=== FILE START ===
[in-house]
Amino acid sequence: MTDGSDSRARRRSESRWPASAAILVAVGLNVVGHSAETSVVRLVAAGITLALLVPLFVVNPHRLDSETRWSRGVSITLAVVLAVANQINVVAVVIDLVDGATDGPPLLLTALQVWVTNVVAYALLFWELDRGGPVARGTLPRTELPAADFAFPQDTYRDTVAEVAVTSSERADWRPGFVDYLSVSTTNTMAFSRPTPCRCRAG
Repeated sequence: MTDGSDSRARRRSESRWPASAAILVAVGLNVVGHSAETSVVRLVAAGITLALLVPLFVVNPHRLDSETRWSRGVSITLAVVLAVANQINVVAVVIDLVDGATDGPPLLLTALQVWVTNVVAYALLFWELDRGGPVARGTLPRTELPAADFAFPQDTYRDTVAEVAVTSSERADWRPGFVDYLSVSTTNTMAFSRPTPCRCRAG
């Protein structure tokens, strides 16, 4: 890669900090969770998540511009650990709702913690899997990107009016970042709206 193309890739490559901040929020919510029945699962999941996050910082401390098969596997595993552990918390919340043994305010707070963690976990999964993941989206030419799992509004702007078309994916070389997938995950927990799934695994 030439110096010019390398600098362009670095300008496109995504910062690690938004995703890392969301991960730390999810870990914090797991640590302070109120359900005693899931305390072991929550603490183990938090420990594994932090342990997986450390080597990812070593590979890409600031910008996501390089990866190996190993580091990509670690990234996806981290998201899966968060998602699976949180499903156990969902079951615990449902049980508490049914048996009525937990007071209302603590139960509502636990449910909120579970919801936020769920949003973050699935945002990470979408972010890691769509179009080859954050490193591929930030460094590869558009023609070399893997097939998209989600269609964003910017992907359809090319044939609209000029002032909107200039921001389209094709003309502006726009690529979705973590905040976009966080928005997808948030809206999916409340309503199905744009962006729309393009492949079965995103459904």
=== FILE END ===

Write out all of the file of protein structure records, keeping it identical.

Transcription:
[in-house]
Amino acid sequence: MTDGSDSRARRRSESRWPASAAILVAVGLNVVGHSAETSVVRLVAAGITLALLVPLFVVNPHRLDSETRWSRGVSITLAVVLAVANQINVVAVVIDLVDGATDGPPLLLTALQVWVTNVVAYALLFWELDRGGPVARGTLPRTELPAADFAFPQDTYRDTVAEVAVTSSERADWRPGFVDYLSVSTTNTMAFSRPTPCRCRAG
Repeated sequence: MTDGSDSRARRRSESRWPASAAILVAVGLNVVGHSAETSVVRLVAAGITLALLVPLFVVNPHRLDSETRWSRGVSITLAVVLAVANQINVVAVVIDLVDGATDGPPLLLTALQVWVTNVVAYALLFWELDRGGPVARGTLPRTELPAADFAFPQDTYRDTVAEVAVTSSERADWRPGFVDYLSVSTTNTMAFSRPTPCRCRAG
């Protein structure tokens, strides 16, 4: 890669900090969770998540511009650990709702913690899997990107009016970042709206 193309890739490559901040929020919510029945699962999941996050910082401390098969596997595993552990918390919340043994305010707070963690976990999964993941989206030419799992509004702007078309994916070389997938995950927990799934695994 030439110096010019390398600098362009670095300008496109995504910062690690938004995703890392969301991960730390999810870990914090797991640590302070109120359900005693899931305390072991929550603490183990938090420990594994932090342990997986450390080597990812070593590979890409600031910008996501390089990866190996190993580091990509670690990234996806981290998201899966968060998602699976949180499903156990969902079951615990449902049980508490049914048996009525937990007071209302603590139960509502636990449910909120579970919801936020769920949003973050699935945002990470979408972010890691769509179009080859954050490193591929930030460094590869558009023609070399893997097939998209989600269609964003910017992907359809090319044939609209000029002032909107200039921001389209094709003309502006726009690529979705973590905040976009966080928005997808948030809206999916409340309503199905744009962006729309393009492949079965995103459904």